More than 150 years after Confederate forces fired on Fort Sumter, historians continue to debate the causes of the Civil War. Some claim that the conflict was the inevitable consequence of irreconcilable differences between the North and the South, primarily over slavery and state's rights. Others assert that a "blundering generation" of politicians allowed a small band of extremists to take the nation into war.
In "We Have the War Upon Us," William J. Cooper, a professor of history at Louisiana State University and the biographer of Jefferson Davis, allies himself with the latter school of thought. Examining the five months following the election of 1860, Mr. Cooper argues that the conflict was not "irrepressible."
After all, he indicates, a majority of Americans in every section of the country (including moderates in the Upper South and Border States, who exhibited more courage and commitment than anyone else) supported compromise and conciliation. The action and inaction of radical Republicans and Southern fire-eaters, however, brought the nation "to the precipice and finally over it." Much of the blame, according to Mr. Cooper, should be laid at the feet of an "inflexible" and "tone deaf" Abraham Lincoln.
"We Have the War Upon Us" is provocative. It is not persuasive. Lincoln did not "unequivocally oppose compromise even as the Union fell apart." And Mr. Cooper's analysis of his motives -- ignorance of the South, militant partisanship, and "visceral" anti-slavery commitment -- is incomplete and misleading.
Mr. Cooper presents no evidence, for example, to buttress his claim that because Lincoln did not understand "how deeply slavery had become embedded in Southern society" he "dismissed the seriousness of secession." Indeed, Mr. Cooper acknowledges that the "careworn and anxious" president-elect wished he could take the oath of office immediately because every hour was adding to the difficulties he would have to address.
Far from disdaining compromise, moreover, Lincoln embraced it. Although he viewed human bondage as a grievous wrong and did not believe that the nation could endure if it remained half-slave and half free, he supported an amendment to the Constitution protecting slavery, in perpetuity, in the states where it already existed.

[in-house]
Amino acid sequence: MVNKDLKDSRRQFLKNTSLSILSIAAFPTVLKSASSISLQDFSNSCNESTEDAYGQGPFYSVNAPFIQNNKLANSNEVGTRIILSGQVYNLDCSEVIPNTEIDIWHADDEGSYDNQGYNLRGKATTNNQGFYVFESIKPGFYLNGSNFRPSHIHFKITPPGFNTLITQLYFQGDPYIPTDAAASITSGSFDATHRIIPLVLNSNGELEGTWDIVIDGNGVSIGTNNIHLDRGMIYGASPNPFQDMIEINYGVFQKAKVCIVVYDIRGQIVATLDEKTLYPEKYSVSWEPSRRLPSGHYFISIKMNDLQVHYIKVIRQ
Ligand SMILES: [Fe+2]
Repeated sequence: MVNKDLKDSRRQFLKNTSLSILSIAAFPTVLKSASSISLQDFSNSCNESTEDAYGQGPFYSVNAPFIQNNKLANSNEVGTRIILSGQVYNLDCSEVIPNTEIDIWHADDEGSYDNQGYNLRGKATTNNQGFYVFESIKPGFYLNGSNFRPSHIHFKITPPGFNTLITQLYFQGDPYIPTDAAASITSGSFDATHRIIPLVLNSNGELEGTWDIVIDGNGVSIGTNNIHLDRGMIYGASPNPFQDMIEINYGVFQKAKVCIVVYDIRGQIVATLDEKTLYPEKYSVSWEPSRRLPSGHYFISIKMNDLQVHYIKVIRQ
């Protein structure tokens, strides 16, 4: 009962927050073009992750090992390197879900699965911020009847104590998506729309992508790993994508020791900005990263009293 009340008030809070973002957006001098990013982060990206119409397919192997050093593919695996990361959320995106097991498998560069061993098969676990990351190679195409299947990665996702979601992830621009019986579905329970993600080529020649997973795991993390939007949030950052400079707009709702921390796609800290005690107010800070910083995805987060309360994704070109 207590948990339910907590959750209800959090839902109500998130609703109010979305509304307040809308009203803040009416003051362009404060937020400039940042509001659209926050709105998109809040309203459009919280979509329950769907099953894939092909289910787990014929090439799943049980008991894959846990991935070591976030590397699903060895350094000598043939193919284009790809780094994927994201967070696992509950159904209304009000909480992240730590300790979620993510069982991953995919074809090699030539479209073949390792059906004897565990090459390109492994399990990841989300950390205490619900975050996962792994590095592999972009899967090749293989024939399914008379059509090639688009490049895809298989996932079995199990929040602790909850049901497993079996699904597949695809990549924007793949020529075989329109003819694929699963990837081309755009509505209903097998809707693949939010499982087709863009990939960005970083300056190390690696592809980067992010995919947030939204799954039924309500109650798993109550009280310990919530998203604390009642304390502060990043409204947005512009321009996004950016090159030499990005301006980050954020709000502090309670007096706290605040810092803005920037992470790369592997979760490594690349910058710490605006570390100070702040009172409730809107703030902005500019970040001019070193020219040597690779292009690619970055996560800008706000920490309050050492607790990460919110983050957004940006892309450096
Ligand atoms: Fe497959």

Lincoln was, of course, unwilling to countenance an extension of slavery to the territories already controlled (or those acquired "hereafter") by the United States. Mr. Cooper disagrees with this decision. Convinced that population growth, geographic expansion and the escalating economic power of the free states would eventually "overpower slavery," Mr. Cooper implies that Lincoln should have accepted some version of the Crittenden Compromise, which extended the Missouri Compromise to the Pacific Ocean, allowing slavery in territories south of the line 36°30'. He seems to believe as well that Lincoln should not have sent provisions to the beleaguered federal forces at Fort Sumter -- and that after the Confederates attacked them, he should have declared "that the practically bloodless explosion in Charleston Harbor provided a last opportunity, even a requirement, for Americans on both sides to turn from employing arms to searching for a peaceful solution."
Had Lincoln taken this advice, a civil war might have been averted in 1861. But for how long? And at what cost?
Protected by the Constitution, slavery would have survived, perhaps for many generations. And Southern extremists, who would have in essence undone the results of the presidential election, would have demanded more concessions.
Appeasement, alas, is a much-overused term. But it may be appropriate to apply it to the thesis of "We Have the War Upon Us" -- and to conclude that Lincoln was right in insisting that the crisis had been precipitated by secessionists and in resisting their extortionate and (politically and morally) unjustified demands.
Glenn C. Altschuler is the Thomas and Dorothy Litwin Professor of American Studies at Cornell University.